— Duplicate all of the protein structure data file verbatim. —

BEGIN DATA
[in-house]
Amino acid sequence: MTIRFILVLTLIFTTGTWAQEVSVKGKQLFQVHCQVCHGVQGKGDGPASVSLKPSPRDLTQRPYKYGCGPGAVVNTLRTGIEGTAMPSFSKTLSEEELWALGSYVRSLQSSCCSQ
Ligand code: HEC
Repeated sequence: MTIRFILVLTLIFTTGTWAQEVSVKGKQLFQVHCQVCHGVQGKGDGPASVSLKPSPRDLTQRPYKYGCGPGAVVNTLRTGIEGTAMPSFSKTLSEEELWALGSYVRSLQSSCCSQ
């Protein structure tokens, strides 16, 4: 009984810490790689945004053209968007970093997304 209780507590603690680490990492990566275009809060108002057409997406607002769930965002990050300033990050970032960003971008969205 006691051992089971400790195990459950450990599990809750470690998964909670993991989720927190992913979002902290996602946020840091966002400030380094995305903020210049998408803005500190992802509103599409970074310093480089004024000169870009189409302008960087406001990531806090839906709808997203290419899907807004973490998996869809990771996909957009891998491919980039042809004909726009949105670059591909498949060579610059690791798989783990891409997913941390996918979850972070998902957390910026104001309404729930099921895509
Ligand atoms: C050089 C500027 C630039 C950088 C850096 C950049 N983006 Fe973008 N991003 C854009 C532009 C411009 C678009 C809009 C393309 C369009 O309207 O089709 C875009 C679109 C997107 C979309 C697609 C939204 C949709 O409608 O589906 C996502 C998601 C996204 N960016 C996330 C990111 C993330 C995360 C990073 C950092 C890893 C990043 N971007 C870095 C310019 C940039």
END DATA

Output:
[in-house]
Amino acid sequence: MTIRFILVLTLIFTTGTWAQEVSVKGKQLFQVHCQVCHGVQGKGDGPASVSLKPSPRDLTQRPYKYGCGPGAVVNTLRTGIEGTAMPSFSKTLSEEELWALGSYVRSLQSSCCSQ
Ligand code: HEC
Repeated sequence: MTIRFILVLTLIFTTGTWAQEVSVKGKQLFQVHCQVCHGVQGKGDGPASVSLKPSPRDLTQRPYKYGCGPGAVVNTLRTGIEGTAMPSFSKTLSEEELWALGSYVRSLQSSCCSQ
């Protein structure tokens, strides 16, 4: 009984810490790689945004053209968007970093997304 209780507590603690680490990492990566275009809060108002057409997406607002769930965002990050300033990050970032960003971008969205 006691051992089971400790195990459950450990599990809750470690998964909670993991989720927190992913979002902290996602946020840091966002400030380094995305903020210049998408803005500190992802509103599409970074310093480089004024000169870009189409302008960087406001990531806090839906709808997203290419899907807004973490998996869809990771996909957009891998491919980039042809004909726009949105670059591909498949060579610059690791798989783990891409997913941390996918979850972070998902957390910026104001309404729930099921895509
Ligand atoms: C050089 C500027 C630039 C950088 C850096 C950049 N983006 Fe973008 N991003 C854009 C532009 C411009 C678009 C809009 C393309 C369009 O309207 O089709 C875009 C679109 C997107 C979309 C697609 C939204 C949709 O409608 O589906 C996502 C998601 C996204 N960016 C996330 C990111 C993330 C995360 C990073 C950092 C890893 C990043 N971007 C870095 C310019 C940039």